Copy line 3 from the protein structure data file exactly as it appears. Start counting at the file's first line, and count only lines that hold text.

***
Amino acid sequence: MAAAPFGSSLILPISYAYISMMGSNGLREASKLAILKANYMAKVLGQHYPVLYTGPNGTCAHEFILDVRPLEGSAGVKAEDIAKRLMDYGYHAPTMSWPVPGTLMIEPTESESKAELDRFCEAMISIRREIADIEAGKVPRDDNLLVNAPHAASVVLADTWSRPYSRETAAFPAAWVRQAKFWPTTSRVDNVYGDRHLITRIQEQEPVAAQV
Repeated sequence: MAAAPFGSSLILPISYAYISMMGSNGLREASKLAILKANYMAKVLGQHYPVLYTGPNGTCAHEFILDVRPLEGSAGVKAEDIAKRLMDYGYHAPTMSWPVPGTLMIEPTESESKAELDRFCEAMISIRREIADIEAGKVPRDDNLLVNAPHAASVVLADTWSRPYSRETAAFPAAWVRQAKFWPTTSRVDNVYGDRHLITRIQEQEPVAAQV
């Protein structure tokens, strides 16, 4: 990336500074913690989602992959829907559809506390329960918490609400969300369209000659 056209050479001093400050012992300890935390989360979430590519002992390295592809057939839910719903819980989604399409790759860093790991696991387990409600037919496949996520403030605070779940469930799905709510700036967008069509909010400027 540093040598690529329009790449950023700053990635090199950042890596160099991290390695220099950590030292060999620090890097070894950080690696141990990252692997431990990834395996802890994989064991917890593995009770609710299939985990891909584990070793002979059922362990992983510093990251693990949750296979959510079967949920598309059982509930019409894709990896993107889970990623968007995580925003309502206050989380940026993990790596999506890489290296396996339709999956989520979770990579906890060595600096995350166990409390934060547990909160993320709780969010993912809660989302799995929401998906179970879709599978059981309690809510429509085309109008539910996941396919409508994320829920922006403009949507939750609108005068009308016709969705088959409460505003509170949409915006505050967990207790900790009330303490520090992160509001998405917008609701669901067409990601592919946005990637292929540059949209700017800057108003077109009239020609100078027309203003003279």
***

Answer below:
């Protein structure tokens, strides 16, 4: 990336500074913690989602992959829907559809506390329960918490609400969300369209000659 056209050479001093400050012992300890935390989360979430590519002992390295592809057939839910719903819980989604399409790759860093790991696991387990409600037919496949996520403030605070779940469930799905709510700036967008069509909010400027 540093040598690529329009790449950023700053990635090199950042890596160099991290390695220099950590030292060999620090890097070894950080690696141990990252692997431990990834395996802890994989064991917890593995009770609710299939985990891909584990070793002979059922362990992983510093990251693990949750296979959510079967949920598309059982509930019409894709990896993107889970990623968007995580925003309502206050989380940026993990790596999506890489290296396996339709999956989520979770990579906890060595600096995350166990409390934060547990909160993320709780969010993912809660989302799995929401998906179970879709599978059981309690809510429509085309109008539910996941396919409508994320829920922006403009949507939750609108005068009308016709969705088959409460505003509170949409915006505050967990207790900790009330303490520090992160509001998405917008609701669901067409990601592919946005990637292929540059949209700017800057108003077109009239020609100078027309203003003279």